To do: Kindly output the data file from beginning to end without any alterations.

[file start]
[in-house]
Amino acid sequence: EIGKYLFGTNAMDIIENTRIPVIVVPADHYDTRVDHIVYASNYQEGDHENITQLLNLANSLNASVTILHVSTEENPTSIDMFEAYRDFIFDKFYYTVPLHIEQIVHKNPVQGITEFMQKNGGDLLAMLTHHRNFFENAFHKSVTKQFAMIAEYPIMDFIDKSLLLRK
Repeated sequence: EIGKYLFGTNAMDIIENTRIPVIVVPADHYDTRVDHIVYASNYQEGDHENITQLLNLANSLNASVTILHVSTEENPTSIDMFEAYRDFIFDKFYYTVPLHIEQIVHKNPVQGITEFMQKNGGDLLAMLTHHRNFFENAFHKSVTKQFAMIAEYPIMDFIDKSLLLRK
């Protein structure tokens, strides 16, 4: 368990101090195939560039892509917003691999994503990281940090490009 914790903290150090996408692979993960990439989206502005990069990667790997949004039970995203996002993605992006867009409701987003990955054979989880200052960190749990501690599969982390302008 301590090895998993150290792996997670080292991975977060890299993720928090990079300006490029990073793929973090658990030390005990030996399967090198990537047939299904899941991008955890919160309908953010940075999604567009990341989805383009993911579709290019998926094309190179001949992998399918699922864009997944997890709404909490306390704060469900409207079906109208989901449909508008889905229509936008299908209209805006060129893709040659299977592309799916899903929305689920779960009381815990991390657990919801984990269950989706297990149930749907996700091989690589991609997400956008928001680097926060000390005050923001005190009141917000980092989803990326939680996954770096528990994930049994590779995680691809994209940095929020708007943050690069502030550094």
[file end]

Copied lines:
[in-house]
Amino acid sequence: EIGKYLFGTNAMDIIENTRIPVIVVPADHYDTRVDHIVYASNYQEGDHENITQLLNLANSLNASVTILHVSTEENPTSIDMFEAYRDFIFDKFYYTVPLHIEQIVHKNPVQGITEFMQKNGGDLLAMLTHHRNFFENAFHKSVTKQFAMIAEYPIMDFIDKSLLLRK
Repeated sequence: EIGKYLFGTNAMDIIENTRIPVIVVPADHYDTRVDHIVYASNYQEGDHENITQLLNLANSLNASVTILHVSTEENPTSIDMFEAYRDFIFDKFYYTVPLHIEQIVHKNPVQGITEFMQKNGGDLLAMLTHHRNFFENAFHKSVTKQFAMIAEYPIMDFIDKSLLLRK
């Protein structure tokens, strides 16, 4: 368990101090195939560039892509917003691999994503990281940090490009 914790903290150090996408692979993960990439989206502005990069990667790997949004039970995203996002993605992006867009409701987003990955054979989880200052960190749990501690599969982390302008 301590090895998993150290792996997670080292991975977060890299993720928090990079300006490029990073793929973090658990030390005990030996399967090198990537047939299904899941991008955890919160309908953010940075999604567009990341989805383009993911579709290019998926094309190179001949992998399918699922864009997944997890709404909490306390704060469900409207079906109208989901449909508008889905229509936008299908209209805006060129893709040659299977592309799916899903929305689920779960009381815990991390657990919801984990269950989706297990149930749907996700091989690589991609997400956008928001680097926060000390005050923001005190009141917000980092989803990326939680996954770096528990994930049994590779995680691809994209940095929020708007943050690069502030550094």